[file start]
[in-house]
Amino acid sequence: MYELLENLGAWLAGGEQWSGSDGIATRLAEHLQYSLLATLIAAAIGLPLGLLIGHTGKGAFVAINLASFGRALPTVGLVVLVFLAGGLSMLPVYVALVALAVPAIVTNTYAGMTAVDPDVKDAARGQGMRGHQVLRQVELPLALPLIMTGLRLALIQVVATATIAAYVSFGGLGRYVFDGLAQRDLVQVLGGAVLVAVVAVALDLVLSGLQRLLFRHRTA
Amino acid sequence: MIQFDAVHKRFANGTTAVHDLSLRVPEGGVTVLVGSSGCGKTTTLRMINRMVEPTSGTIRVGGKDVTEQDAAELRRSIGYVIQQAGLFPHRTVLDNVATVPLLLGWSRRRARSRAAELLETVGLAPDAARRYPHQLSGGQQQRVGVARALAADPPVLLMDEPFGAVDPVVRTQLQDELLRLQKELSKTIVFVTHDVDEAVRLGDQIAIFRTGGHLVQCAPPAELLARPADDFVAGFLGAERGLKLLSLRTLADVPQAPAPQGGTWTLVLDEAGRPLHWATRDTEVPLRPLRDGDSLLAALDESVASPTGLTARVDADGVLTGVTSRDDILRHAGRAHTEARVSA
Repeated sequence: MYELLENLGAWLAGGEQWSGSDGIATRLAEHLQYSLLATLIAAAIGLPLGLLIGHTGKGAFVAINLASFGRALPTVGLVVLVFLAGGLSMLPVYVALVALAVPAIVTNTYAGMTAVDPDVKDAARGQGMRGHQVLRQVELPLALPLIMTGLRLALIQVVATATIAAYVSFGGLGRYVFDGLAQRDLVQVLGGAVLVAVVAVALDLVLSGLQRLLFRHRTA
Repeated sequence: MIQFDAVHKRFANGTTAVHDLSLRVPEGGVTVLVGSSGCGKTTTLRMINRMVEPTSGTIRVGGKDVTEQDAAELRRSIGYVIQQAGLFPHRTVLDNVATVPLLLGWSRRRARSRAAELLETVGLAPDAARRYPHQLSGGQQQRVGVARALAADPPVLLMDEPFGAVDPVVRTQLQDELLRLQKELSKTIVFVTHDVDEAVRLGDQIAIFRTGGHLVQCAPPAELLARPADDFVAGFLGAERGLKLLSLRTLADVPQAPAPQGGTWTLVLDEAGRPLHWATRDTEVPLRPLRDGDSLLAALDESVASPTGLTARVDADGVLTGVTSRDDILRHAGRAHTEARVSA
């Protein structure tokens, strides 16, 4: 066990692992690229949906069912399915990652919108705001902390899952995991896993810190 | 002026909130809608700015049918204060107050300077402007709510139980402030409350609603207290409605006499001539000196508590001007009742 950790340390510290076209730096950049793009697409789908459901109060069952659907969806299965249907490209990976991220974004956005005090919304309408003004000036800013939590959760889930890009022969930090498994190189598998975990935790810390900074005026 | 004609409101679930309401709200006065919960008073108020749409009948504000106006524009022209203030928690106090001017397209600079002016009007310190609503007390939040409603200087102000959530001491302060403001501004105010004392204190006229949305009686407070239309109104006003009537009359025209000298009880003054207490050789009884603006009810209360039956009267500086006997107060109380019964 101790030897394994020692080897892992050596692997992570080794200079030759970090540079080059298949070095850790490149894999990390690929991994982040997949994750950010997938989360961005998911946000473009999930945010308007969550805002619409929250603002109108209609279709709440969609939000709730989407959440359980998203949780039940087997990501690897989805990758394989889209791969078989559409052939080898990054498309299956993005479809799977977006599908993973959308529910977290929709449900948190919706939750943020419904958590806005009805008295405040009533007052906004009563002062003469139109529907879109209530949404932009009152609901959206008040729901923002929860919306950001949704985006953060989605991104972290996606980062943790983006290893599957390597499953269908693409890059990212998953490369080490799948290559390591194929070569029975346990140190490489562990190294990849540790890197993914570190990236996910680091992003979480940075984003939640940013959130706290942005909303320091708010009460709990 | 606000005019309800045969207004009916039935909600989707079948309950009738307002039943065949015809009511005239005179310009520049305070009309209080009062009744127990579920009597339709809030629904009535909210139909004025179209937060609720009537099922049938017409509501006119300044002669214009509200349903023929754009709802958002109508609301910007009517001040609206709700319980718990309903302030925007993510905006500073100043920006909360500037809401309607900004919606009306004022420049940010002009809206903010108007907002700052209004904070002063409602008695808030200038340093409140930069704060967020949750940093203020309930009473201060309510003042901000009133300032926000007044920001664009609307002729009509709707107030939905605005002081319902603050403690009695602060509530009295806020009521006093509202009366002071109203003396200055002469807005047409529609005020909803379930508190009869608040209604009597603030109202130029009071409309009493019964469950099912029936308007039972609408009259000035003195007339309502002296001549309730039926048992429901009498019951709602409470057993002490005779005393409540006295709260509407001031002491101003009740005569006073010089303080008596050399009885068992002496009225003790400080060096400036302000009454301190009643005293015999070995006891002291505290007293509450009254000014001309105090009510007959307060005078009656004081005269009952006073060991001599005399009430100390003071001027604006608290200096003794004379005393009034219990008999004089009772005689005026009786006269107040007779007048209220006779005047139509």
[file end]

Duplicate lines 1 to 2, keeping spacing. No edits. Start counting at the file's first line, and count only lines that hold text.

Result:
[in-house]
Amino acid sequence: MYELLENLGAWLAGGEQWSGSDGIATRLAEHLQYSLLATLIAAAIGLPLGLLIGHTGKGAFVAINLASFGRALPTVGLVVLVFLAGGLSMLPVYVALVALAVPAIVTNTYAGMTAVDPDVKDAARGQGMRGHQVLRQVELPLALPLIMTGLRLALIQVVATATIAAYVSFGGLGRYVFDGLAQRDLVQVLGGAVLVAVVAVALDLVLSGLQRLLFRHRTA